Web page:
Scottish artist Anna Geerdes‘s paintings focus on map landscapes, as she presents fields stitched together and filled with ants for a fantastical and surreal series entitled The Utopia Project. More images from the series, which was featured at the Royal Scottish Academy in 2010, after the jump.
A thousand chairs creating chaos in the middle of a plaza. Baptiste Debombourg is the messenger from the skies. With his installation ‘Stellar’ he transports us above and beyond infinity. A snapshot of a movement, dancing chairs all linked in the air to connect with the public once landed on the ground, is the artist’s vision for this temporary installation.
It took Baptiste Debombourg 1200 chairs, 300 meters of steel tubes and 11 months to set up the installation in the middle of plaza du Bouffay in Nantes, France. Chairs are an important part of the six coffee shops symmetrically facing the plaza, they are the symbol of conviviality. Imitating that concept, he created the installation, structured yet taking us elsewhere, a relaxing place. From each coffeeshops, the sculpture can be perceived from a different angle; creating a different point of view.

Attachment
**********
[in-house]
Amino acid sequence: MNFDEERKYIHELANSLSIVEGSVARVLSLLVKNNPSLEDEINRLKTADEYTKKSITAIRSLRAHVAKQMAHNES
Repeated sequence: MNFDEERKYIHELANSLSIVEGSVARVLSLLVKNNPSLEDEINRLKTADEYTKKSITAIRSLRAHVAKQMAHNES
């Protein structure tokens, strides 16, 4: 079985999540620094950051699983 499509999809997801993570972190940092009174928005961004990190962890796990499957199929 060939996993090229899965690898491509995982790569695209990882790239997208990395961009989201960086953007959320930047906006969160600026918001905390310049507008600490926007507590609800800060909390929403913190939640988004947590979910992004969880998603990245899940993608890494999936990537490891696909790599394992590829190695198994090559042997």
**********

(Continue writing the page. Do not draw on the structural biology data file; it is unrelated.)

Baptiste Debombourg was inspired by the French artist Robert Delaunay’s installation exhibited in 1937 (see the black and white photo far below). The shape’s roundness and exhilarating feeling is reproduced, except the artist chooses to incorporate ordinary materials: chairs that come in six different colors. His purpose is to nourish the eyes, to get a reaction and to defy specific contexts. In many of his installations he is not afraid to deconstruct and recompose, preferring being close to reality and see his work alive.
Baptiste Debombourg’s ‘Stellar’ installation can be viewed at the plaza du Bouffay in Nantes, France until August 2015.